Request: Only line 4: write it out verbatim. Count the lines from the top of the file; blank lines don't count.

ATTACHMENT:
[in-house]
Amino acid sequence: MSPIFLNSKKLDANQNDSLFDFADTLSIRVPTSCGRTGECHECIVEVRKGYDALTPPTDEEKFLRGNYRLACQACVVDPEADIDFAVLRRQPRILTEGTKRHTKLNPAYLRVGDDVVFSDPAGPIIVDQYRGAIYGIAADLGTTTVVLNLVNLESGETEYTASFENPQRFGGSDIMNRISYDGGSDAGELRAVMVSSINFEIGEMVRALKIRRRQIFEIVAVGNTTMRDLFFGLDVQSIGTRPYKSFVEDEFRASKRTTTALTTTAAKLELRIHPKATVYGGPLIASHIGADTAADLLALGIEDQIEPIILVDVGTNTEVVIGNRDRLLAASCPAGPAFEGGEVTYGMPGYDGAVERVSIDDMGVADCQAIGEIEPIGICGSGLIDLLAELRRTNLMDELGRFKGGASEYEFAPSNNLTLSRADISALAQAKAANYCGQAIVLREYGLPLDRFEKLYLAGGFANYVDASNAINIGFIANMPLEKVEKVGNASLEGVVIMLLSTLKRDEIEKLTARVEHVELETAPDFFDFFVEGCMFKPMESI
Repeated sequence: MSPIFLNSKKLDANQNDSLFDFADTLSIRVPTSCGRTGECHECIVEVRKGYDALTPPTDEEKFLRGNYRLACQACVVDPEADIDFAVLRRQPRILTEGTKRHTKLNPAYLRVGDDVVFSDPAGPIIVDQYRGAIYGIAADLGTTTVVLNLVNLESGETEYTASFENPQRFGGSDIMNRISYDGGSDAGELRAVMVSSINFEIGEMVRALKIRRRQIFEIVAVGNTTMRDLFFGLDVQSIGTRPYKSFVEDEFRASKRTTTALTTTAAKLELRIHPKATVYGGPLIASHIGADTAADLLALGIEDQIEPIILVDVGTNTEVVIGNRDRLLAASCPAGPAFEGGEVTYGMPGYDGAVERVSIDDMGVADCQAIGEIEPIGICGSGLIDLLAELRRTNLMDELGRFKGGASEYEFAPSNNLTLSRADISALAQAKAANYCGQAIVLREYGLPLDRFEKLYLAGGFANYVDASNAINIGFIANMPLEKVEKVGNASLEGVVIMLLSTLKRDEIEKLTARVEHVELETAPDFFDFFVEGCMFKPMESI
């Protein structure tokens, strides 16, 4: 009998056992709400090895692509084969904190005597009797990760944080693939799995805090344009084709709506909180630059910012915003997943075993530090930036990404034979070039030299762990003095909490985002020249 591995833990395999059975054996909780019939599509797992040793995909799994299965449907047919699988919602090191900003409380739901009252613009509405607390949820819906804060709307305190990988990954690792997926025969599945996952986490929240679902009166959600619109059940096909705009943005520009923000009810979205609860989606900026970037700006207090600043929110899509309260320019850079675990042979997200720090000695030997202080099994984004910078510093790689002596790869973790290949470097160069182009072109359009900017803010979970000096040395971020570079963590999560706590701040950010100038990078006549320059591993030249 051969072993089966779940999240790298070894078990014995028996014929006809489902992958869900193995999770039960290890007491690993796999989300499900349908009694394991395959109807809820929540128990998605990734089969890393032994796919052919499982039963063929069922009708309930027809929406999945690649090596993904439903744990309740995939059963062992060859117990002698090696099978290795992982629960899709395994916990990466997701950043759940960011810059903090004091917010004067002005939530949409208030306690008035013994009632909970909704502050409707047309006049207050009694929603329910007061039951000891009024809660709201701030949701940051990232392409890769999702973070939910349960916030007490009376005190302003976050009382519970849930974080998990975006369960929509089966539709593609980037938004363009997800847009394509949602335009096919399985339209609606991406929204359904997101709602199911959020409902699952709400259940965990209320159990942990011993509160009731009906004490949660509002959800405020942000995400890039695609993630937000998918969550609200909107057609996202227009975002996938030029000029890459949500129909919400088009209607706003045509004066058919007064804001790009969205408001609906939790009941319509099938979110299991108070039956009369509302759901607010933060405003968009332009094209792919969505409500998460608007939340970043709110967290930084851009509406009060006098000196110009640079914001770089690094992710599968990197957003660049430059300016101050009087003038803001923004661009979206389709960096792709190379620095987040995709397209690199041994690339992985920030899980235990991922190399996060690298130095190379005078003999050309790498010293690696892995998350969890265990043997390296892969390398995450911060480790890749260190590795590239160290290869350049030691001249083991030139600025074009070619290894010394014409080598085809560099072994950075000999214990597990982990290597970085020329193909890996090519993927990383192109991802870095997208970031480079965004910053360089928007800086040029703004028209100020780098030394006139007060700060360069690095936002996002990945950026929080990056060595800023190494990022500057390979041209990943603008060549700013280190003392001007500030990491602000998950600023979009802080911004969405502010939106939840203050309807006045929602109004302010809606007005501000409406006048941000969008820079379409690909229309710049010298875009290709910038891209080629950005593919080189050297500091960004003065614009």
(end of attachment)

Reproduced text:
């Protein structure tokens, strides 16, 4: 009998056992709400090895692509084969904190005597009797990760944080693939799995805090344009084709709506909180630059910012915003997943075993530090930036990404034979070039030299762990003095909490985002020249 591995833990395999059975054996909780019939599509797992040793995909799994299965449907047919699988919602090191900003409380739901009252613009509405607390949820819906804060709307305190990988990954690792997926025969599945996952986490929240679902009166959600619109059940096909705009943005520009923000009810979205609860989606900026970037700006207090600043929110899509309260320019850079675990042979997200720090000695030997202080099994984004910078510093790689002596790869973790290949470097160069182009072109359009900017803010979970000096040395971020570079963590999560706590701040950010100038990078006549320059591993030249 051969072993089966779940999240790298070894078990014995028996014929006809489902992958869900193995999770039960290890007491690993796999989300499900349908009694394991395959109807809820929540128990998605990734089969890393032994796919052919499982039963063929069922009708309930027809929406999945690649090596993904439903744990309740995939059963062992060859117990002698090696099978290795992982629960899709395994916990990466997701950043759940960011810059903090004091917010004067002005939530949409208030306690008035013994009632909970909704502050409707047309006049207050009694929603329910007061039951000891009024809660709201701030949701940051990232392409890769999702973070939910349960916030007490009376005190302003976050009382519970849930974080998990975006369960929509089966539709593609980037938004363009997800847009394509949602335009096919399985339209609606991406929204359904997101709602199911959020409902699952709400259940965990209320159990942990011993509160009731009906004490949660509002959800405020942000995400890039695609993630937000998918969550609200909107057609996202227009975002996938030029000029890459949500129909919400088009209607706003045509004066058919007064804001790009969205408001609906939790009941319509099938979110299991108070039956009369509302759901607010933060405003968009332009094209792919969505409500998460608007939340970043709110967290930084851009509406009060006098000196110009640079914001770089690094992710599968990197957003660049430059300016101050009087003038803001923004661009979206389709960096792709190379620095987040995709397209690199041994690339992985920030899980235990991922190399996060690298130095190379005078003999050309790498010293690696892995998350969890265990043997390296892969390398995450911060480790890749260190590795590239160290290869350049030691001249083991030139600025074009070619290894010394014409080598085809560099072994950075000999214990597990982990290597970085020329193909890996090519993927990383192109991802870095997208970031480079965004910053360089928007800086040029703004028209100020780098030394006139007060700060360069690095936002996002990945950026929080990056060595800023190494990022500057390979041209990943603008060549700013280190003392001007500030990491602000998950600023979009802080911004969405502010939106939840203050309807006045929602109004302010809606007005501000409406006048941000969008820079379409690909229309710049010298875009290709910038891209080629950005593919080189050297500091960004003065614009």